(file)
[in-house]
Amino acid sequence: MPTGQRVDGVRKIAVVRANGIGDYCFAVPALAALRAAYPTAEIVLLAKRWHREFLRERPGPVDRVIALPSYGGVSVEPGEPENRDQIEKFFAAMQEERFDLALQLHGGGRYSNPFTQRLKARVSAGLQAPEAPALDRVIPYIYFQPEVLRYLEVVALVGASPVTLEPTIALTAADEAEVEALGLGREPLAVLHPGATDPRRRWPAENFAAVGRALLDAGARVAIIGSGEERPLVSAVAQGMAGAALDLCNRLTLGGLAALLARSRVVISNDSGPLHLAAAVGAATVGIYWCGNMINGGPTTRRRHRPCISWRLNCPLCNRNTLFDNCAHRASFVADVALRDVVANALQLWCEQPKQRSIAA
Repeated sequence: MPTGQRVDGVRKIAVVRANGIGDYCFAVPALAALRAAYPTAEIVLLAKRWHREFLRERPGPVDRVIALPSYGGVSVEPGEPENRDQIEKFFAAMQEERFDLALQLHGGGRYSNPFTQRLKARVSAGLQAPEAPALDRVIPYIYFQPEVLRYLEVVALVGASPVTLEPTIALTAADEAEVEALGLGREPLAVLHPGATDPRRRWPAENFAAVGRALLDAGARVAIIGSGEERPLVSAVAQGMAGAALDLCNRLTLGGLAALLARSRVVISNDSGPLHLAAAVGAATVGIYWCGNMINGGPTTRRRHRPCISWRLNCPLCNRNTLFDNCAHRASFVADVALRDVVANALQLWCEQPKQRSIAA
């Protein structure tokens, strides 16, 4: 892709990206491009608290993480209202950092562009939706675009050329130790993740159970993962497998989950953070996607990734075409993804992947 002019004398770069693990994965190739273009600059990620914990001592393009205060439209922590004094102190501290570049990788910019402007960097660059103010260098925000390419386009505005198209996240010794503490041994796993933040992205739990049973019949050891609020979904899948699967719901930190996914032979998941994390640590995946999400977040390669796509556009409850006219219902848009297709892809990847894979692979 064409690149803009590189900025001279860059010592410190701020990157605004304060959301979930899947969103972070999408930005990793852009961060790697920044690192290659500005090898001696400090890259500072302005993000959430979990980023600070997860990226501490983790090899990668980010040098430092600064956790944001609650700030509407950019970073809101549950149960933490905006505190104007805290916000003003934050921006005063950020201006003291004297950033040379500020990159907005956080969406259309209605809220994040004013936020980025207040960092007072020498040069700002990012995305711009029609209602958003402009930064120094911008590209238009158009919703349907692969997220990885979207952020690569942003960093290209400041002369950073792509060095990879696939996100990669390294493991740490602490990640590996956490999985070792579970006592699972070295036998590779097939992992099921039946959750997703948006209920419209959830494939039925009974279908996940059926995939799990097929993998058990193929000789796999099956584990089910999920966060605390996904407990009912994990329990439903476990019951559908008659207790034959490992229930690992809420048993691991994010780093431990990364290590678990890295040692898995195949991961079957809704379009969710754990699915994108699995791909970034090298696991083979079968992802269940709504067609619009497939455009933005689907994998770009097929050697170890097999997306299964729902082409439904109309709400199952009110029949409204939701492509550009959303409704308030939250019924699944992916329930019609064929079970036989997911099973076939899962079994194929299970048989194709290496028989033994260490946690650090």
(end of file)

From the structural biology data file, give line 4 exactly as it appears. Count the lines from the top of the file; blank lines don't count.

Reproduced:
């Protein structure tokens, strides 16, 4: 892709990206491009608290993480209202950092562009939706675009050329130790993740159970993962497998989950953070996607990734075409993804992947 002019004398770069693990994965190739273009600059990620914990001592393009205060439209922590004094102190501290570049990788910019402007960097660059103010260098925000390419386009505005198209996240010794503490041994796993933040992205739990049973019949050891609020979904899948699967719901930190996914032979998941994390640590995946999400977040390669796509556009409850006219219902848009297709892809990847894979692979 064409690149803009590189900025001279860059010592410190701020990157605004304060959301979930899947969103972070999408930005990793852009961060790697920044690192290659500005090898001696400090890259500072302005993000959430979990980023600070997860990226501490983790090899990668980010040098430092600064956790944001609650700030509407950019970073809101549950149960933490905006505190104007805290916000003003934050921006005063950020201006003291004297950033040379500020990159907005956080969406259309209605809220994040004013936020980025207040960092007072020498040069700002990012995305711009029609209602958003402009930064120094911008590209238009158009919703349907692969997220990885979207952020690569942003960093290209400041002369950073792509060095990879696939996100990669390294493991740490602490990640590996956490999985070792579970006592699972070295036998590779097939992992099921039946959750997703948006209920419209959830494939039925009974279908996940059926995939799990097929993998058990193929000789796999099956584990089910999920966060605390996904407990009912994990329990439903476990019951559908008659207790034959490992229930690992809420048993691991994010780093431990990364290590678990890295040692898995195949991961079957809704379009969710754990699915994108699995791909970034090298696991083979079968992802269940709504067609619009497939455009933005689907994998770009097929050697170890097999997306299964729902082409439904109309709400199952009110029949409204939701492509550009959303409704308030939250019924699944992916329930019609064929079970036989997911099973076939899962079994194929299970048989194709290496028989033994260490946690650090």